“This action follows several months of work to document the ongoing onsite wastewater treatment and disposal violations at the Donovan Smith Manufactured Home Community. It sets enforceable deadlines to fix the issue for residents in this community and push the improved sewer connection project forward, the first project under an important plan to address wastewater and drinking water issues in underserved communities throughout Delaware.”

DNREC has been working with the Department of Health and Social Services and the Delaware Housing Authority to develop a priority list for underserved communities that have water and wastewater issues. The project for Donovan Smith Manufactured Home Community aims to end water pollution at the site by eventually tying the community’s wastewater discharge into the city of Lewes central sewer system. The NOV documents ongoing noncompliance at the manufactured home community and establishes deadlines for Donovan Smith MHP, LLC to correct the problem and move forward on the sewer connection with financing from the underserved communities initiative administered by DNREC and DHSS.

To eliminate risks to public health and the environment, the NOV calls for interim actions including cordoning off areas where wastewater surfacing has occurred in the manufactured home community, and a mandatory pumping of the community septic system to mitigate further wastewater surfacing and groundwater pollution within the community while Donovan Smith moves toward the sewer connection working with the city of Lewes Board of Public Works.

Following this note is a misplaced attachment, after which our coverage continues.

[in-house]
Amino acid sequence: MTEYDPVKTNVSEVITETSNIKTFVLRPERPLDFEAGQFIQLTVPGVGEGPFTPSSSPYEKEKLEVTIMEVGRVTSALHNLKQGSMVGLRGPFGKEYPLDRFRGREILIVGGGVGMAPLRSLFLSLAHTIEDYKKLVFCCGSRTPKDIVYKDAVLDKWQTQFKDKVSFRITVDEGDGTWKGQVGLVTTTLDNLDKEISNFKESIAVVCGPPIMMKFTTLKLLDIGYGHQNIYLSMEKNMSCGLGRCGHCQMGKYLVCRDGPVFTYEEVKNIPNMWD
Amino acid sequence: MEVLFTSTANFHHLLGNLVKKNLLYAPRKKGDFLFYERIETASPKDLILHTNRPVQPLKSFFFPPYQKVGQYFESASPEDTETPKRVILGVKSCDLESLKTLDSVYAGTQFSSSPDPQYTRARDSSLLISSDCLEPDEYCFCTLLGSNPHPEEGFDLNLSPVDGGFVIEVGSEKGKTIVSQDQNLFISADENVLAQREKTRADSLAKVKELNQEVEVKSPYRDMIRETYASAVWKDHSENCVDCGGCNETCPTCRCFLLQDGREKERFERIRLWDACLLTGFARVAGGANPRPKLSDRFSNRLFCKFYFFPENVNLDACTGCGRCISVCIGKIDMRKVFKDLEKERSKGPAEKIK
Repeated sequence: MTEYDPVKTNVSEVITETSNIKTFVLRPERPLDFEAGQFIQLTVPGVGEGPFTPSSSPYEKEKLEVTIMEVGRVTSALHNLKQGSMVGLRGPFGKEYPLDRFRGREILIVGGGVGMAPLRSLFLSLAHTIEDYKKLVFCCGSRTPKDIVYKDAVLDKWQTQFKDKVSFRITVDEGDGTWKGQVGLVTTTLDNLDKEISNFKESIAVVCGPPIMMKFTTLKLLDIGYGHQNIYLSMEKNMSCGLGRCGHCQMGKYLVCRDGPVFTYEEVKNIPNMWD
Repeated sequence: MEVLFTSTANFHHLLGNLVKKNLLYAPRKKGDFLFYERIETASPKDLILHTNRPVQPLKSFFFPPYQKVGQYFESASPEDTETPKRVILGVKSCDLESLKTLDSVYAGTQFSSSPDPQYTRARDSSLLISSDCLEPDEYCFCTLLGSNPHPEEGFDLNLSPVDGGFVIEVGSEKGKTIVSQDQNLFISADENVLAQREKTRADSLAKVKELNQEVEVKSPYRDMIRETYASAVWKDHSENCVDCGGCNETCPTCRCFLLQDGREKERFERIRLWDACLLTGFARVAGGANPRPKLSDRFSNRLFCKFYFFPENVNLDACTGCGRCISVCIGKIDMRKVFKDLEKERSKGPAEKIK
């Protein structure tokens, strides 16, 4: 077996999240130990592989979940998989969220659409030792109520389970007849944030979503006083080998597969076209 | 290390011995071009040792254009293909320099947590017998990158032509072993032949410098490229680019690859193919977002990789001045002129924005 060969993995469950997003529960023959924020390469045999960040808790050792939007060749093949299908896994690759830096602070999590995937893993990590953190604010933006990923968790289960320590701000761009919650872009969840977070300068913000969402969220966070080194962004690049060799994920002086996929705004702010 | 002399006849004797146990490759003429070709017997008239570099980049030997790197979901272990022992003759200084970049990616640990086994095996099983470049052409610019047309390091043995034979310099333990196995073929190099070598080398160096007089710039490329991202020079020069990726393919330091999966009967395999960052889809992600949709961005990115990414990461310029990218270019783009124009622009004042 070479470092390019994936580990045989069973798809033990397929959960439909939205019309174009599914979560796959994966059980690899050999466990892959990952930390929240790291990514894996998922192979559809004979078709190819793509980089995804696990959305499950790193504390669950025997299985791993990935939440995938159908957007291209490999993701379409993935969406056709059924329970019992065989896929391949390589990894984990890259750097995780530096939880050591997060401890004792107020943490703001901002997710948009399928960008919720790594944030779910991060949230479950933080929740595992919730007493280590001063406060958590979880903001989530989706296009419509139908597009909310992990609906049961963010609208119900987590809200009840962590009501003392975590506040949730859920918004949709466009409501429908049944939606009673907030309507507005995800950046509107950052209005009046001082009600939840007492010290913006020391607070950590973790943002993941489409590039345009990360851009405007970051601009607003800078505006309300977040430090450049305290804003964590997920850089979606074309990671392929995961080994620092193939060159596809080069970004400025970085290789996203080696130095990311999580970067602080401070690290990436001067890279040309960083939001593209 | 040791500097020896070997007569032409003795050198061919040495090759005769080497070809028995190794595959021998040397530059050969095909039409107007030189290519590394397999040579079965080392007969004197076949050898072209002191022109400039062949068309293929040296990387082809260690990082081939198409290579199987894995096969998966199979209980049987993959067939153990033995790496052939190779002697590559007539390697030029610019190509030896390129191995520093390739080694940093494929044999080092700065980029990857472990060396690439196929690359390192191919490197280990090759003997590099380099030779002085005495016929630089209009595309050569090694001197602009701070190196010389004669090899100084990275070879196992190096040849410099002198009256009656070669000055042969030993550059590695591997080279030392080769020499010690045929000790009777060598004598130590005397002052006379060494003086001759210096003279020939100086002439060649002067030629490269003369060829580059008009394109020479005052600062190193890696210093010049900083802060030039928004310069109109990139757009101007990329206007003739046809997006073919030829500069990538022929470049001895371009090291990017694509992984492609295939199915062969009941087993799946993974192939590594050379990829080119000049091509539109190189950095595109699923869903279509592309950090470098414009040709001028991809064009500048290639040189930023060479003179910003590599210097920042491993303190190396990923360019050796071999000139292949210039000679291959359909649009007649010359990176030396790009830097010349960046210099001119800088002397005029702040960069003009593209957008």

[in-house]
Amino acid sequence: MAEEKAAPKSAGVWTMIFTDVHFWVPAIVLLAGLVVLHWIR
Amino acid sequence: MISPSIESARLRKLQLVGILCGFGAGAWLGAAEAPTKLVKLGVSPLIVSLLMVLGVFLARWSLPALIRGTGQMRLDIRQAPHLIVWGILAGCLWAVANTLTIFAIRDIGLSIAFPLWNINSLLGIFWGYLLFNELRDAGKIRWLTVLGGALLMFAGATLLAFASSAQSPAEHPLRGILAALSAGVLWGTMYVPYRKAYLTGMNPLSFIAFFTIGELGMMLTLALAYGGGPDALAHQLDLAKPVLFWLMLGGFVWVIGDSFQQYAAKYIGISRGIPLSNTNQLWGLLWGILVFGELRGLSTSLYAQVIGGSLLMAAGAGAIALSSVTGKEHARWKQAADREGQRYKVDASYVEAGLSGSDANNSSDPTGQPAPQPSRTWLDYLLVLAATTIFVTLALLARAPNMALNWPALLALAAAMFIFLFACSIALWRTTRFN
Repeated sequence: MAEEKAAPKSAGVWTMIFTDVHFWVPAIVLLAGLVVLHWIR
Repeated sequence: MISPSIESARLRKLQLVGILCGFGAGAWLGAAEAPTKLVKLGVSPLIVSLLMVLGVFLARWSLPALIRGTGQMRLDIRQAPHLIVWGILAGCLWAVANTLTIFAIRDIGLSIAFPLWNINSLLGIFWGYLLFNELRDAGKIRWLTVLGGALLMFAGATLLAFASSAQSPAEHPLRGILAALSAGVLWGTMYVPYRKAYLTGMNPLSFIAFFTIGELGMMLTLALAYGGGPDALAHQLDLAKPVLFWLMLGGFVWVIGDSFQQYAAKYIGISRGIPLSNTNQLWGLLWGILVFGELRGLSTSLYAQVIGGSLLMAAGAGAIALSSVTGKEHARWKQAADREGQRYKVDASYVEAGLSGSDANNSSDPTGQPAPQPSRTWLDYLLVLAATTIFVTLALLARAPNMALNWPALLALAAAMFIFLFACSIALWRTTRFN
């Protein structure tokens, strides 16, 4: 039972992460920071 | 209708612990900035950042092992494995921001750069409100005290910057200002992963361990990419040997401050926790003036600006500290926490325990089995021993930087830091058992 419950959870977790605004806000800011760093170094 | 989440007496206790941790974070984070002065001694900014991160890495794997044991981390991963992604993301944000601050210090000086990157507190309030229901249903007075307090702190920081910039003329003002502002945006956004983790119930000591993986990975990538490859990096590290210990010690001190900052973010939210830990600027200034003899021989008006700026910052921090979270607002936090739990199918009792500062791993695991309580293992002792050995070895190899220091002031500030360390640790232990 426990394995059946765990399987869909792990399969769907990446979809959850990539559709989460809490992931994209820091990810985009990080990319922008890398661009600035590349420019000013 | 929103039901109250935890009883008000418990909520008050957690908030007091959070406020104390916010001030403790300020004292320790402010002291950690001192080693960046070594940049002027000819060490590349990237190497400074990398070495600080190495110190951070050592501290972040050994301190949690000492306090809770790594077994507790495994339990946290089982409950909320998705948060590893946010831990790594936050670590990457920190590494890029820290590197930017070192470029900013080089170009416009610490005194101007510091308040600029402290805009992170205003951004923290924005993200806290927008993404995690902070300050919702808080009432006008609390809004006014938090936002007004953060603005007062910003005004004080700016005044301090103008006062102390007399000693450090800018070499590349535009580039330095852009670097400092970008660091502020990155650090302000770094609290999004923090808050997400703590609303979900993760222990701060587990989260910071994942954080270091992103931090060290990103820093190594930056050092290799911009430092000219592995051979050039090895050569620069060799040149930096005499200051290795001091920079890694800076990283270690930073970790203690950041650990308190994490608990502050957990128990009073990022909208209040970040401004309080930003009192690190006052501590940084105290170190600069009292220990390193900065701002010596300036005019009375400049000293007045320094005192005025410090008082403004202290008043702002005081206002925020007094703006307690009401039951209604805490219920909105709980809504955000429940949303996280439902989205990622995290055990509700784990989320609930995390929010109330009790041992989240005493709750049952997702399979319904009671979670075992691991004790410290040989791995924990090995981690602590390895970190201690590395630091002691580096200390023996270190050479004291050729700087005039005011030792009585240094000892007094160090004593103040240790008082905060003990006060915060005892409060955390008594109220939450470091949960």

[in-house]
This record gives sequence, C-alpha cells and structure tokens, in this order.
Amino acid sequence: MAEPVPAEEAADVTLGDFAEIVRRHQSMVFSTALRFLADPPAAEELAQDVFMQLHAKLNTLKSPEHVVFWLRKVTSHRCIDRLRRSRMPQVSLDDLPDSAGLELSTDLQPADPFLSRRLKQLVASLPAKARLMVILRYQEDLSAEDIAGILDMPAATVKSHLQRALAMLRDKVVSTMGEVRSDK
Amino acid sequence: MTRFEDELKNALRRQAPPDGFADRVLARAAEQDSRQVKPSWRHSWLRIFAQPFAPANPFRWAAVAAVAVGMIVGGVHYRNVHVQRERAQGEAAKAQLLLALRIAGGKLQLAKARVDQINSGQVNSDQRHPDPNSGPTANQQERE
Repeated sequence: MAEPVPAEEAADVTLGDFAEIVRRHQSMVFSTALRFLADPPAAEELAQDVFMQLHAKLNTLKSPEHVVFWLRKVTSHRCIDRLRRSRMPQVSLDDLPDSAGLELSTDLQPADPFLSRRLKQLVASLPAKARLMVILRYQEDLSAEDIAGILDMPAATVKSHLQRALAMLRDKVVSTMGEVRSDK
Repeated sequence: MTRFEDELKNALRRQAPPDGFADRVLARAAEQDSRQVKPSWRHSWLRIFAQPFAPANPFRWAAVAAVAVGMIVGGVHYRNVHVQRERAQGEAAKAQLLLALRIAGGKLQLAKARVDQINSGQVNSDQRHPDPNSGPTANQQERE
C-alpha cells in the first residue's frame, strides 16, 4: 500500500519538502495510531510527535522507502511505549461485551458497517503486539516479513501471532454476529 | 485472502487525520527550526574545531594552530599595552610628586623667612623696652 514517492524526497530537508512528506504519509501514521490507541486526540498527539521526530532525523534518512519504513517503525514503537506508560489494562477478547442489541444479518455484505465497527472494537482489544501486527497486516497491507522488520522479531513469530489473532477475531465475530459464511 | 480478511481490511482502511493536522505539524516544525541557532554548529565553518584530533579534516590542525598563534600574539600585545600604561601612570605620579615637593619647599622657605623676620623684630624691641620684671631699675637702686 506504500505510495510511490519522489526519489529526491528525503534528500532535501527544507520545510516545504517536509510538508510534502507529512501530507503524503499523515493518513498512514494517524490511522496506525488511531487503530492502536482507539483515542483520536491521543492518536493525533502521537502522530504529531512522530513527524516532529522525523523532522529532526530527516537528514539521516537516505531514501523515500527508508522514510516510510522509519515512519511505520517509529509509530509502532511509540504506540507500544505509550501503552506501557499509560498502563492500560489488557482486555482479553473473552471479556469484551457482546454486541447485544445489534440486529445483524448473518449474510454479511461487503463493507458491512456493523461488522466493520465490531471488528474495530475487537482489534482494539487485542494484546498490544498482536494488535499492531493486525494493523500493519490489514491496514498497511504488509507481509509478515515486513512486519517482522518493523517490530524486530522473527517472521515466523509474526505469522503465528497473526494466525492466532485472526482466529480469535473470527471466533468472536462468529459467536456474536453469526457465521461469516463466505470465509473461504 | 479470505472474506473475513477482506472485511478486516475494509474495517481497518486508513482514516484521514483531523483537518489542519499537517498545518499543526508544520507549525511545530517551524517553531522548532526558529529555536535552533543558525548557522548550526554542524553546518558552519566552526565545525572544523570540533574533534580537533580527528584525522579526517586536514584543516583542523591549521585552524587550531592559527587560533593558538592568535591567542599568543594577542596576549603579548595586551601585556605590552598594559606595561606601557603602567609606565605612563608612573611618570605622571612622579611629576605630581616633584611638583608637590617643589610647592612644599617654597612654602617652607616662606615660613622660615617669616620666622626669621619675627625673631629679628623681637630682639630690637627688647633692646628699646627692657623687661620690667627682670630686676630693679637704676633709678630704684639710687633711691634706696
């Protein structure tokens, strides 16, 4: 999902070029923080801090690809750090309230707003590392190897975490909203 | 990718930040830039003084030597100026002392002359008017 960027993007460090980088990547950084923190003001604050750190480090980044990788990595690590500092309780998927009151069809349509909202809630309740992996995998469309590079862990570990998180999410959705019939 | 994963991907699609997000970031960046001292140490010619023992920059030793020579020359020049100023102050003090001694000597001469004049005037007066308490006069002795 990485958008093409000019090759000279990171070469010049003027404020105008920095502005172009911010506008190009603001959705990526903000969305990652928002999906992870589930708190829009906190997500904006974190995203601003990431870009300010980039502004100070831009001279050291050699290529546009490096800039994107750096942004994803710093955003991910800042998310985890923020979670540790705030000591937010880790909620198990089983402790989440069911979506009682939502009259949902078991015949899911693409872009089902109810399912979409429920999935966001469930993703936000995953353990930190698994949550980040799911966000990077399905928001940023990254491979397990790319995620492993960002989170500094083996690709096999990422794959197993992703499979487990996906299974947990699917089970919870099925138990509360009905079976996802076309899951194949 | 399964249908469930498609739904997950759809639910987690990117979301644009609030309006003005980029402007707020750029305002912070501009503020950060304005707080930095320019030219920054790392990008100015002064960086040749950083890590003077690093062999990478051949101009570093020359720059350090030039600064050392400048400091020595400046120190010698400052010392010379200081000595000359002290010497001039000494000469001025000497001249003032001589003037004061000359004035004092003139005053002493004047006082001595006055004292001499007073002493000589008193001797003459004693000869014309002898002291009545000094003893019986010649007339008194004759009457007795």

About DNREC
The Delaware Department of Natural Resources and Environmental Control protects and manages the state’s natural resources, protects public health, provides outdoor recreational opportunities and educates Delawareans about the environment. The DNREC Division of Water manages and protects Delaware’s water resources. For more information, visit the website and connect with @DelawareDNREC on Facebook, Twitter or LinkedIn.

Media Contacts: Nikki Lavoie, nikki.lavoie@delaware.gov; Michael Globetti, michael.globetti@delaware.gov

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Energy Program Services Available Online

DNREC’s Energy Efficiency Investment Fund Goes Paperless

Businesses looking to improve energy efficiency and reduce costs through the Delaware Department of Natural Resources and Environmental Control’s Energy Efficiency Investment Fund can apply for the program online.

The online portal replaces the current practice for accepting applications in all other formats and will make applying faster and easier for customers, increase the efficiency of reviewing files and improve communication between applicants and program staff. The Energy Efficiency Investment Fund provides grants to help commercial and industrial customers replace aging, inefficient equipment and systems with energy efficient alternatives.